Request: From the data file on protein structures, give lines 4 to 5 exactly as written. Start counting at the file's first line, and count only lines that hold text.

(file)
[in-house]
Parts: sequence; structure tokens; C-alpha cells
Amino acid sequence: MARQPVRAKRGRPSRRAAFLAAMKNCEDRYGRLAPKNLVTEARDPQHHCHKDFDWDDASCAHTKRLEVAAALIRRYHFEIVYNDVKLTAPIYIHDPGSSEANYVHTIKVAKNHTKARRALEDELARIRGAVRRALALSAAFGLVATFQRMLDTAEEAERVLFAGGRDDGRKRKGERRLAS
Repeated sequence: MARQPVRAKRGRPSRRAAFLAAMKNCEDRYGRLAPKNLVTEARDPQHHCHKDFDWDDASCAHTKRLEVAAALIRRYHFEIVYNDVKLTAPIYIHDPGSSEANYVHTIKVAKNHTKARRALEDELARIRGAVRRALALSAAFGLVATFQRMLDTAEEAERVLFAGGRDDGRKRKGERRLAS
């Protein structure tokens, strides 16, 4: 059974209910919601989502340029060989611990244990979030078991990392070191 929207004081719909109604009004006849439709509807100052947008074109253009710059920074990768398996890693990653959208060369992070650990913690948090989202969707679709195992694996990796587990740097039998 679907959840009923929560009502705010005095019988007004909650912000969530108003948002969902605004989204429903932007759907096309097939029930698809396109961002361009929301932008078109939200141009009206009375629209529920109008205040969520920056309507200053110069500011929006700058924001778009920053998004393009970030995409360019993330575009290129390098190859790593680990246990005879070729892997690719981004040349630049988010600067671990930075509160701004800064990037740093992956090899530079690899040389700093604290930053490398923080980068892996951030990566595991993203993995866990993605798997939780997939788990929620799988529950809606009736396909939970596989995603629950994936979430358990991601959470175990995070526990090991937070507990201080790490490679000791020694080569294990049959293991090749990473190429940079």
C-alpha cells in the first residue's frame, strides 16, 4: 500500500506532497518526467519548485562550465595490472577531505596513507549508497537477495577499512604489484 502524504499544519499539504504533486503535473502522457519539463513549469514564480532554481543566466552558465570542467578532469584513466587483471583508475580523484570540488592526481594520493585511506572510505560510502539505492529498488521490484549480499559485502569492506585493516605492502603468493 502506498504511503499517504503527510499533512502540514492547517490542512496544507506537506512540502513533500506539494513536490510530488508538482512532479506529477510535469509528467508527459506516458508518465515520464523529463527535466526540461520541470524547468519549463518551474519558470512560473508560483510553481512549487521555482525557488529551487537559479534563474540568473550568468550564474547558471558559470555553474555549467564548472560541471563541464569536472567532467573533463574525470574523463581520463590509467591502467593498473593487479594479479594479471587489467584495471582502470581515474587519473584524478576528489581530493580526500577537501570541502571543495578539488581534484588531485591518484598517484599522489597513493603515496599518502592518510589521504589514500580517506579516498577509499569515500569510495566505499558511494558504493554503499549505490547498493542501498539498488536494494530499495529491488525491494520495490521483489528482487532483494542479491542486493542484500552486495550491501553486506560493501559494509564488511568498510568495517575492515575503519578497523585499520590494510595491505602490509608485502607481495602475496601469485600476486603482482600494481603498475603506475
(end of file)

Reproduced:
Repeated sequence: MARQPVRAKRGRPSRRAAFLAAMKNCEDRYGRLAPKNLVTEARDPQHHCHKDFDWDDASCAHTKRLEVAAALIRRYHFEIVYNDVKLTAPIYIHDPGSSEANYVHTIKVAKNHTKARRALEDELARIRGAVRRALALSAAFGLVATFQRMLDTAEEAERVLFAGGRDDGRKRKGERRLAS
């Protein structure tokens, strides 16, 4: 059974209910919601989502340029060989611990244990979030078991990392070191 929207004081719909109604009004006849439709509807100052947008074109253009710059920074990768398996890693990653959208060369992070650990913690948090989202969707679709195992694996990796587990740097039998 679907959840009923929560009502705010005095019988007004909650912000969530108003948002969902605004989204429903932007759907096309097939029930698809396109961002361009929301932008078109939200141009009206009375629209529920109008205040969520920056309507200053110069500011929006700058924001778009920053998004393009970030995409360019993330575009290129390098190859790593680990246990005879070729892997690719981004040349630049988010600067671990930075509160701004800064990037740093992956090899530079690899040389700093604290930053490398923080980068892996951030990566595991993203993995866990993605798997939780997939788990929620799988529950809606009736396909939970596989995603629950994936979430358990991601959470175990995070526990090991937070507990201080790490490679000791020694080569294990049959293991090749990473190429940079």